Andra Walt sits down with the man behind Creature Entertainment John Ulloa.
Andra Walt: I see that you were born in California but migrated to So Fla. What brought you to this area?
John Ulloa: Yes, I was born in East LA but we left when I was only 6 after the big earthquake of ’72 so I don’t remember much other than a few things.
JU: Since I could read I’ve loved comic books. I even remember the comic book that got me hooked it was Fantastic Four #72 when they fought the Silver Surfer. After I read the book I cut it all up and pasted the images on my school folder, I wish I hadn’t done that.
AW: You are establishing Creature Entertainment as a multi-level Entertainment entity. Which part of this do you enjoy working with the most; movies or writing comics?
JU: I love doing both movies and comics, but if I had to choose one it would have to be comics. You don’t have to deal with any actors.
AW: You have been in the comic industry for many years, and have had several small press ventures. Tell us about some of these.
AW: Ravenous and Forgive Me Father look like the two newest titles. Are these to be mini-series, ongoing books?
JU: Forgive me Father is a 3 issue mini and Ravenous will be an ongoing series.
AW: Your books have vibrantly colored covers and when you see them you cannot help but pick them up to look at them. Who is responsible for the covers?
JU: We are lucky to have been given the opportunity to work with several great artists; Jose Varese is our art director and he has done a few covers. Patrick Reilly and Jeff Dekal have done the majority of our covers.
AW: How do you market your books? Are they in any local comic stores?
JU: Right now we are only doing conventions, but you can get a few of our books at Tate’s who has been great in their support of indie comics, and Florida super comics, who also have been very supportive.
AW: Have you been able to get your books into the Diamond catalogue, or is this even something you are striving for?
JU: We have met with Diamond and are looking to be in their catalog this summer.
AW: Do you think the Indy market is having any impact on the big boys (DC and Marvel)?
JU: Some have already made an impact, the major one being IDW. They stated off as Indy and now they are one of the big boys.
AW: I see that Creature Entertainment was at NY Comic Con. Was that a good experience? Do you feel that your exposure in that area of the country will be important in getting your books into more readers’ hands? Are conventions the only avenue for the Indy publishers?
JU: NY was great, but I don’t think you should just count on conventions. You have other ways to get out there and if you don’t get into Diamond there are still ways to get your book out there. You can use Comics monkey as one, and if you want to go digital you can try Graphicly. All good ways to get out there.
AW: Of the movies, what are you working on now?
JU: We are finishing up TS-101 (I’ll make sure to get you an invite to the release party), and next we will be working on Tommy, a story of a young boy and his murderess pet rabbit, or so he thinks it is his rabbit.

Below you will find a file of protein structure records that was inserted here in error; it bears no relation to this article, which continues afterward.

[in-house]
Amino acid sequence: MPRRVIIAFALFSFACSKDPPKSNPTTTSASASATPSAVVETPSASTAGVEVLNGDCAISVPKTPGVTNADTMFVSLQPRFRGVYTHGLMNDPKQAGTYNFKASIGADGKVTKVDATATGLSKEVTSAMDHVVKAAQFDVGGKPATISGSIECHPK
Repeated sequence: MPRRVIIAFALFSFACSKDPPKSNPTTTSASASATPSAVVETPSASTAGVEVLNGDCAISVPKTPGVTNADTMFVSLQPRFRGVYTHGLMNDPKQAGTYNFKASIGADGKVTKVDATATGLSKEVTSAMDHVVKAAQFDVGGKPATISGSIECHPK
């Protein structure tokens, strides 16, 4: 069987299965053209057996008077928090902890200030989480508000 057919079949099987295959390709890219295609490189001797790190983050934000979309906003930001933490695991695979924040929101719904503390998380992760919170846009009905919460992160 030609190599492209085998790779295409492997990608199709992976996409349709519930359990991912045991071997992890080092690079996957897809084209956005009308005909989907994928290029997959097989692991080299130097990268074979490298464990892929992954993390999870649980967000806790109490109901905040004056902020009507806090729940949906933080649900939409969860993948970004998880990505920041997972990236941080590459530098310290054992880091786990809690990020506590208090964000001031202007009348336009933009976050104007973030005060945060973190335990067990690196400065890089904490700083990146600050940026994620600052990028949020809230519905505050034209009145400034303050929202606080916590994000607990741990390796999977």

AW: Where do you film your movies? Do you use local talent?
JU: We film mostly in Miami and all of our actors are local.
JU: TS 101 will be shown at Megacon and we are hoping to get it into San Diego con. But if you can’t make it to any of those you can still see most of our movies at PalmCon, this September.
AW: Where can people find you at Megacon?
JU: We will be in the small press section. I don’t remember what booth number it is, but you can’t miss us. Our banner will be bigger that our booth.
AW: Have you set your convention schedule for 2012 as yet?
JU: So far all we are doing is MegaCon, San Diego ComicCon, Florida Super Con and PalmCon.
AW: What is the ultimate plan for Creature Entertainment? Where do you hope to be in 5 years, 10 years, etc?
AW: Do you have a favorite comic hero, and why (or why not)?
AW: Is the climate better for the Indy market today that it was years ago, and why?
JU: The market is nowhere near what it was in the 90’s. This is the digital age and we have to adapt or die. But Hollywood is looking for fresh new stories and they have been picking up a few indies like Scott Pilgrim and a few others. The market has taken a new direction much like the music industry has, but nothing has been set in stone yet so we might see more changes in the future.
AW: Are any of your books being put out digitally? How do you think this format will affect the local comic shop owners?
JU: Yes, you can find some of our books on Graphicly and as for the retail market I think it will be a while before the comic book store goes the way of the record store. There will always be some people who still want to hold a book in their hands.
AW: How do you solicit for talent for all your ventures?
JU: On our website creatureentertainment.com and word of mouth.
AW: It would appear that Creature Entertainment is made up of a few key players. Who are the major shakers and movers behind Creature Entertainment?
JU: For our comic book part, there is Juan Navaro our editor-n-chief, Jose Varese art Director. For the movie side Anthony Dones, Rick Porven and Julio Alvarez shoot and direct our movies, and Rene Quesada is our movie editor, and Al Quesada is our web guy and part time colorist.
AW: How do you fund your projects? Have you ever used Kickstarter as a funding source?
JU: We self fund everything but we are looking to start a Kickstarter project.
AW: Can we listen to you on any podcasts in the area? Do you ever listen to any of the local podcasts?
AW: I personally liked your book ‘The Gun’. Are there other issues of this book on the drawing board?
AW: Do you sell any of your movie titles, or are these just for viewing at cons?
JU: Our movies will be for sale at MegaCon too.
Thank you John! See you at MegaCon in a couple of weeks!
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